Food

Food ruined by an existential crisis: Fallow reviewed

12 March 2022

9:00 AM

12 March 2022

9:00 AM

I was going to be jolly this week, for variety and denial, but I changed my mind. Instead, I wonder if, when Vladimir Putin – insert your own nickname, mine is unprintable – talks about the weakness of western civilisation (I paraphrase) and, therefore, our unwillingness to resist tyranny in the shape of a balding paranoiac unwisely given Botox by a beautician who lied to him because everyone lies to him, he means Fallow, which is a new restaurant in St James’s.

I wonder if Putin has been to Fallow wearing a prosthetic head and, if so, did he do the soft launch or the hard one? Did he steal more hair? He has stolen so much money from Russia he could afford a room full of prosthetic heads each with their own hair. (You can buy hair on racks at wedding shows.)

Kim Jong-un likes to visit Disneyland in Tokyo – there is even a ‘Westernland’ – so why shouldn’t Vladimir Putin visit terrible London restaurants to sample our decadent cuisine and measure our weakness, like taking a pulse?


It was so promising: well, almost. Perhaps I should have paid attention to the name. Names are important, and fallow means dormant. Fallow (Dormant) is part of St James’s Market, a gleaming shopping centre with many restaurants for the spuriously credulous and rich. It promises ‘creative cooking and sustainable thinking’ and ‘conscious creativity’ from alumni of Heston Blumenthal’s Dinner, which is possibly another clue. I don’t mind deranged PR babble – ex-journalists have to eat – and I have eaten ‘salvaged’ (that is ‘zero waste’) food before, at Ugly Butterfly on the King’s Road, before it landed in Carbis Bay – and liked it, or rather I managed to finish it, even if I would prefer rich people to practise less performative dining and consume less carbon instead. (Rich people consume most of the carbon. Who knew?) But that would be too simple. That would make sense.

Fallow is handsome. It is slightly rustic and slightly industrial, like a cow turned into a light fitting: sleek surroundings for your salvaged meal. We have passed the stage of eating remnants in rooms staged to look like food banks or greengrocers, so the interior is soothing and monied, staffed by charming young men, and it is filled with people thrilled to be eating moral food for £50 a head because the alternative is doing something meaningful.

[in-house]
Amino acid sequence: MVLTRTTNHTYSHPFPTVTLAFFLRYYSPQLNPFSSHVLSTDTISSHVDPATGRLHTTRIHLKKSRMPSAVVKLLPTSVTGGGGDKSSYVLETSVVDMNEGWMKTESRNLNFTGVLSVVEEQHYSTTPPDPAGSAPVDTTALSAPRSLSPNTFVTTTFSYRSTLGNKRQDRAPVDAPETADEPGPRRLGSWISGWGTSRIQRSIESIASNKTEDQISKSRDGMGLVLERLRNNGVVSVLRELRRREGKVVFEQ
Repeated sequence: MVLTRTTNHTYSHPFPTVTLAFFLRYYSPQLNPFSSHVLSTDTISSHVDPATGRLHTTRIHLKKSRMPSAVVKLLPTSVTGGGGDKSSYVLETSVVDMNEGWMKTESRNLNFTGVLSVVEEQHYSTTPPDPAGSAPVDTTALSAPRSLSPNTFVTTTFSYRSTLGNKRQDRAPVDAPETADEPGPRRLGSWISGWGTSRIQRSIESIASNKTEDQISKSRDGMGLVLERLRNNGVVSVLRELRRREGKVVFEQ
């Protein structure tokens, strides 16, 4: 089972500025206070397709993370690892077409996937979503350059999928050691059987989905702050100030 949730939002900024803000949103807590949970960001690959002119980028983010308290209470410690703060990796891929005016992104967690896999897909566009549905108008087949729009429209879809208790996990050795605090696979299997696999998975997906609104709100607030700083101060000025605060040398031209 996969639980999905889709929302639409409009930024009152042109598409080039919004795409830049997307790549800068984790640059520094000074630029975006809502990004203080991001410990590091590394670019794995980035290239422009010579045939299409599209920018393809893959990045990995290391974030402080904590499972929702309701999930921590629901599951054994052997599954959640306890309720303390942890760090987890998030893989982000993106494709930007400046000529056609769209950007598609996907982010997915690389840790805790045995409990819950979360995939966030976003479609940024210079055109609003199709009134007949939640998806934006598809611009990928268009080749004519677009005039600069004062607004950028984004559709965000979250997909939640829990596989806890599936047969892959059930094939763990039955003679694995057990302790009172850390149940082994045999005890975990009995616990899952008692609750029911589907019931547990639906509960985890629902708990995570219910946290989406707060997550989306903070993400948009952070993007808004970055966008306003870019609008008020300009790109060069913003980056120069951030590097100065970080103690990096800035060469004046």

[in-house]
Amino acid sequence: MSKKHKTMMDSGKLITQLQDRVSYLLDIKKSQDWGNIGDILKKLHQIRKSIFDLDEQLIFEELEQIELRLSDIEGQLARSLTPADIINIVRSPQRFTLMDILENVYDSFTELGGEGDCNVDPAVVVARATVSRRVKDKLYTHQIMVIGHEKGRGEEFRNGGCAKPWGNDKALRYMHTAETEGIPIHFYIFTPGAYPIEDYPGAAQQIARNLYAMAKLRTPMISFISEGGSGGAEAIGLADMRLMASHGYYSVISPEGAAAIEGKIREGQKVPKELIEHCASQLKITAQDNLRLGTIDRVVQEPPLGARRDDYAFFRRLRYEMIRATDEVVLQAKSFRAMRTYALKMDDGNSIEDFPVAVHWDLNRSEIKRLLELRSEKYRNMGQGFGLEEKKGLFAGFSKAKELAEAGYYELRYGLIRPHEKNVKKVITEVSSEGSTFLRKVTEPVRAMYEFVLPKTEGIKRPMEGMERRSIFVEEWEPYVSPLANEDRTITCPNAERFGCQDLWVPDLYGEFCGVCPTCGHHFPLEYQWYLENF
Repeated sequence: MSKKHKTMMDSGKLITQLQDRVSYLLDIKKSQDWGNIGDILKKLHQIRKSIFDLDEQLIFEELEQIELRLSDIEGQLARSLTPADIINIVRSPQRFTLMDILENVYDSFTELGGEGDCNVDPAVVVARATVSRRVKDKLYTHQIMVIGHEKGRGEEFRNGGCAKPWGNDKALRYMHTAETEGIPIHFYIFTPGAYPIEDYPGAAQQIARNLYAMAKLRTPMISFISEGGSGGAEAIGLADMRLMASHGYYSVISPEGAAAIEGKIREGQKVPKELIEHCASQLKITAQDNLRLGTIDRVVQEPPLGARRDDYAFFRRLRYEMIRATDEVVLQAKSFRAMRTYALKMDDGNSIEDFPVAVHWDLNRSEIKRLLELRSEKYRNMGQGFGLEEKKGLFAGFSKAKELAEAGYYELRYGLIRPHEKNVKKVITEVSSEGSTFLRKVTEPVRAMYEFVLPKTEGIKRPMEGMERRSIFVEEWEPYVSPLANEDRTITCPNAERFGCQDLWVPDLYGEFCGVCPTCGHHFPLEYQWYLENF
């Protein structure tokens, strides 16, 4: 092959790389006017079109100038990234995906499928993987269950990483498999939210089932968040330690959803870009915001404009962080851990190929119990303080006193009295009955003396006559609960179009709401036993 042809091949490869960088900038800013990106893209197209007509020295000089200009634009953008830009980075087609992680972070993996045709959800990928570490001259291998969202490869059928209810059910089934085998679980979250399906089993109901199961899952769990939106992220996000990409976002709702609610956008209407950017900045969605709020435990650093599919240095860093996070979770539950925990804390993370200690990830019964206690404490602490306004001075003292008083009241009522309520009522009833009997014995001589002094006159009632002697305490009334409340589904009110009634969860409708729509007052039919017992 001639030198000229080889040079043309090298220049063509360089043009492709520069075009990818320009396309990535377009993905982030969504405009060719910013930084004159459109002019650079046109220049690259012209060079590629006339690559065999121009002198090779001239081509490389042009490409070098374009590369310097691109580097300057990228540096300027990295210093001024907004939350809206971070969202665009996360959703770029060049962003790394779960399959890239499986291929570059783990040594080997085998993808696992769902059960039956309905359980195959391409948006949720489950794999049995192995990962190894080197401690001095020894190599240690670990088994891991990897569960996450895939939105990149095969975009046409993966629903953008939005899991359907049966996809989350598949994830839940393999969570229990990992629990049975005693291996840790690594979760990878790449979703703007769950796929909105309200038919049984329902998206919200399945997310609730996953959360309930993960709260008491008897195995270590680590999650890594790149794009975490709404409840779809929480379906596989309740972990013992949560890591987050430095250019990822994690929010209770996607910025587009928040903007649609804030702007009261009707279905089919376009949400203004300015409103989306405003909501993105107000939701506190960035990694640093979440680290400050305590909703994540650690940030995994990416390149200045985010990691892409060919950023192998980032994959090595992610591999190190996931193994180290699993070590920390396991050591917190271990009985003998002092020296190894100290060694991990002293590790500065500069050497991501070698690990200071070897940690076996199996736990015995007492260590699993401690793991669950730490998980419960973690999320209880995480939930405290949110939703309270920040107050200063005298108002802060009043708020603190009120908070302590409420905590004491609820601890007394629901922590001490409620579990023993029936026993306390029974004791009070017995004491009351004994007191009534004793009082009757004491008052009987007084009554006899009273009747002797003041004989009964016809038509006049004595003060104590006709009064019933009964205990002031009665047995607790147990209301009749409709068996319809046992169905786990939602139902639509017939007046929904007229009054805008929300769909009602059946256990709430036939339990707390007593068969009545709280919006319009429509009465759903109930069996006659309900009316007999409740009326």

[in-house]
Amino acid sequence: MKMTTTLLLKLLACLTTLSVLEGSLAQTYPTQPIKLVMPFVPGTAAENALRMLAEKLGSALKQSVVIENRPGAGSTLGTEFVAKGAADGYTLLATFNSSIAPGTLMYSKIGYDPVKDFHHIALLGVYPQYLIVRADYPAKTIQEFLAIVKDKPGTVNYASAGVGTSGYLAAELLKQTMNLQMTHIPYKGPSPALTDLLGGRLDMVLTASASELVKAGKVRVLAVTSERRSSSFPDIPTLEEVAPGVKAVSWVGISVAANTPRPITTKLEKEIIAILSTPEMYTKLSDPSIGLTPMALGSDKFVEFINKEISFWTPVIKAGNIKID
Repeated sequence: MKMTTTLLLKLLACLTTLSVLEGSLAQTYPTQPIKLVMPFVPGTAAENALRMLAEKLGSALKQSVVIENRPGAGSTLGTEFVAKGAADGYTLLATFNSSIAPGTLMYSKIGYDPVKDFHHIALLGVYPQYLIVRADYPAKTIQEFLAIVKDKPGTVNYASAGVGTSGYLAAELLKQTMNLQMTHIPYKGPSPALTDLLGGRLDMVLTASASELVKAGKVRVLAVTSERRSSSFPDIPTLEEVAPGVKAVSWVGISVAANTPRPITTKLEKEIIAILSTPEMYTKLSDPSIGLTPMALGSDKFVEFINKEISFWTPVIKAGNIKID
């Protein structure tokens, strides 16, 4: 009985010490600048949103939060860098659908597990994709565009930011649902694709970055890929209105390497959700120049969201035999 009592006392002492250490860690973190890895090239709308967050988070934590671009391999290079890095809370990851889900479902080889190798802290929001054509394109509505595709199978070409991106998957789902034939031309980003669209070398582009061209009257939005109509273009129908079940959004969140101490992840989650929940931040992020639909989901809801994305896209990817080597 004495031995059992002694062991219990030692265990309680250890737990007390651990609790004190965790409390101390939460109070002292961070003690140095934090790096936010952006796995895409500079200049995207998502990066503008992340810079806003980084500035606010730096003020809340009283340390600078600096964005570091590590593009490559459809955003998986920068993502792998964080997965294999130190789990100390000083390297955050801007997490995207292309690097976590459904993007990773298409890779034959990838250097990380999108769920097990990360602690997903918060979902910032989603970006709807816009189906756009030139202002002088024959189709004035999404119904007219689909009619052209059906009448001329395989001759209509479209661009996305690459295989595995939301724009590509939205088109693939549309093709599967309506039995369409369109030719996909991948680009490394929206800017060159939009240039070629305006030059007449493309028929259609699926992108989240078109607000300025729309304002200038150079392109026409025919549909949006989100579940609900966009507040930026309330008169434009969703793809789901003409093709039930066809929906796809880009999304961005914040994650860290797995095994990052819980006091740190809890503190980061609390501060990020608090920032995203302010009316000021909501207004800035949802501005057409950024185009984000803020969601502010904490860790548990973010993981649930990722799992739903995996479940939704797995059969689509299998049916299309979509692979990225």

We have corn ribs, which are corn on the cob sliced, over-seasoned, burnt and ruined. We have a mushroom parfait: a great gloop of over-smooth grey matter. We have a blue cheese and black garlic bread, which is inedible; a pile of cabbage, black garlic and chestnut, which is also inedible; a dairy cow burger which is over-seasoned, and seems somehow depressed; and boulangère potatoes, which taste as if they were cooked in a cauldron of medieval fat and are also burnt for harmony. I won’t type out the rest of the menu, but it is insane. Whipped salmon belly? Why?

So, this is food ruined by what seems like some sort of existential crisis tinged with a terrible vanity and self-deception, and, worse, everyone seems to love it: it has an armful of awards. If Vladimir Putin does come here in his prosthetic head and new hair to sample our decadence, chased by his Botox nurse, he will find it real indeed, and made of cabbage. Perhaps Fallow is some great and over–ambitious metaphor for waste? Or perhaps it is just waste? We leave and go to the National Gallery to look at the Rembrandts. What else is there?

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Fallow, 2 St James’s Market, London SW1Y 4RP; fallowrestaurant.com

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